Apparently, no one was responsible for Freddie Gray’s death.
Last week, all remaining charges against the three Baltimore cops involved in Gray’s death were dropped — leaving no one responsible for the death of the 25-year-old man, who was placed in handcuffs and chains at the back of a police van without a seat belt after an illegal arrest.
Although people in law enforcement agencies would like to cover up Gray’s death as an accident, some are calling out the inherent bias in the criminal-justice system.
Baltimore City State Attorney Marilyn Mosby, in a fiery defense of her case last week said, “We do not believe Freddie Gray killed himself. We stand by the medical examiner's determination that Freddie Gray's death was a homicide.”
In Gray’s case, the medical examiner said the death was a homicide because the officers involved in the arrest failed to follow proper safety guidelines. However, the court did not agree with the coroner’s conclusion that gave proof of the officers’ negligence.
How is it BARELY a story that no one will be in any way punished for the death of #FreddieGray except the guy who filmed his murder?— Lee Camp [Redacted] (@LeeCamp) July 31, 2016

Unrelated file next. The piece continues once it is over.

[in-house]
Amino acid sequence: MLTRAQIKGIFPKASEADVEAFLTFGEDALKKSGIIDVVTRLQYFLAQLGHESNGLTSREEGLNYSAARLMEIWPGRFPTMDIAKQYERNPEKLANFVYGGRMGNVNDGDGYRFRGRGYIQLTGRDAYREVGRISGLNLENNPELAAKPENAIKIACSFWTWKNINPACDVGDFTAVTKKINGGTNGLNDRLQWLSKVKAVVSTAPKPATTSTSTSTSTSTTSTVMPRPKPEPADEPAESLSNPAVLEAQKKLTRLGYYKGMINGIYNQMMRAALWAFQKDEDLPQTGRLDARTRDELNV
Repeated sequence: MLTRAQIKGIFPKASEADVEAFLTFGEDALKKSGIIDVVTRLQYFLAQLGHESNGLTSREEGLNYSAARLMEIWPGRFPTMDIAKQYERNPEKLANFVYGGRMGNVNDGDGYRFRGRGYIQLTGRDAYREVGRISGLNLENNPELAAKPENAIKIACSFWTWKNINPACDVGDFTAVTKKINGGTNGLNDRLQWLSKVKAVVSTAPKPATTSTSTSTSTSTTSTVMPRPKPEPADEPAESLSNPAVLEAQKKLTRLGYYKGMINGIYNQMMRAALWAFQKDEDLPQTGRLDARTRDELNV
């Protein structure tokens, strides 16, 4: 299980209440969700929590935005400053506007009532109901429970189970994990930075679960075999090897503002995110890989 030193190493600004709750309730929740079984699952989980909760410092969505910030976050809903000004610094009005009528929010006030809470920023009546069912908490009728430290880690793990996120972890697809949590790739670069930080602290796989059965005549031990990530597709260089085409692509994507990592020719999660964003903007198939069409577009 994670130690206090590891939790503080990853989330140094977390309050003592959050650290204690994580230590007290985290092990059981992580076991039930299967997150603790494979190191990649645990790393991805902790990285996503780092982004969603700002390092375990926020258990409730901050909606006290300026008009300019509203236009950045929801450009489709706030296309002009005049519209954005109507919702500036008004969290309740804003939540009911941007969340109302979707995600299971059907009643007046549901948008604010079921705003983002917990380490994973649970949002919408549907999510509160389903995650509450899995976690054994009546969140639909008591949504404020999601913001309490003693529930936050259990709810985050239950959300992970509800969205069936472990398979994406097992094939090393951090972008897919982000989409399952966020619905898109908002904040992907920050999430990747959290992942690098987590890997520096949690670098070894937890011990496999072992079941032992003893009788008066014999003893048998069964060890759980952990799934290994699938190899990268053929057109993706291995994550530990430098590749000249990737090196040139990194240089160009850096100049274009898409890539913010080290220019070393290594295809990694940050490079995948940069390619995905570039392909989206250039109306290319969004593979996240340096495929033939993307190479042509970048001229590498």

It’s evident that even if all the facts are on the victim’s side, the justice system is warped to make what seems to be a clear cut prosecution, into nothing more than mere speculation — even if the facts include damning evidence like when police brutality acts are caught on video or when a medical examiner rules the death as a homicide — and African-American communities have been aware of this for quite some time.
I am disappointed but not surprised by the decision to drop all charges against the officers who participated in the death of #FreddieGray.— deray mckesson (@deray) July 27, 2016
In fact, the higher ups at the task force often stand up to speak in behalf of their subordinates and criticize the prosecutors for trying to malign the police force — even if all the evidence point to their guilt — as happened in Gray’s case.
“Justice has been done,” said Gene Ryan, president of FOP Lodge 3, which represents city police officers. “The evidence is proven. … There was no wrongdoing by any six of these officers.”
Ryan also added Mosby's comments earlier in the day were “outrageous and uncalled for and simply not true.”
Civil right advocates, like Mosby, believe the dismissal of Gray’s case despite overwhelming evidence sends a wrong message to the community.
If the court consistently turns a blind eye to irrefutable evidence of police guilt, than nobody would be held accountable for the innumerable innocent deaths. And if that becomes the case, who will the bereaved families of victims like Freddie Gray turn to for justice?
....ruled a homicide, with no murderer #FreddieGray— solange knowles (@solangeknowles) July 27, 2016
When a man's death is ruled a police homicide and nothing happens it's no wonder all faith has been lost in our justice system. #FreddieGray— Dr. Jill Stein (@DrJillStein) July 27, 2016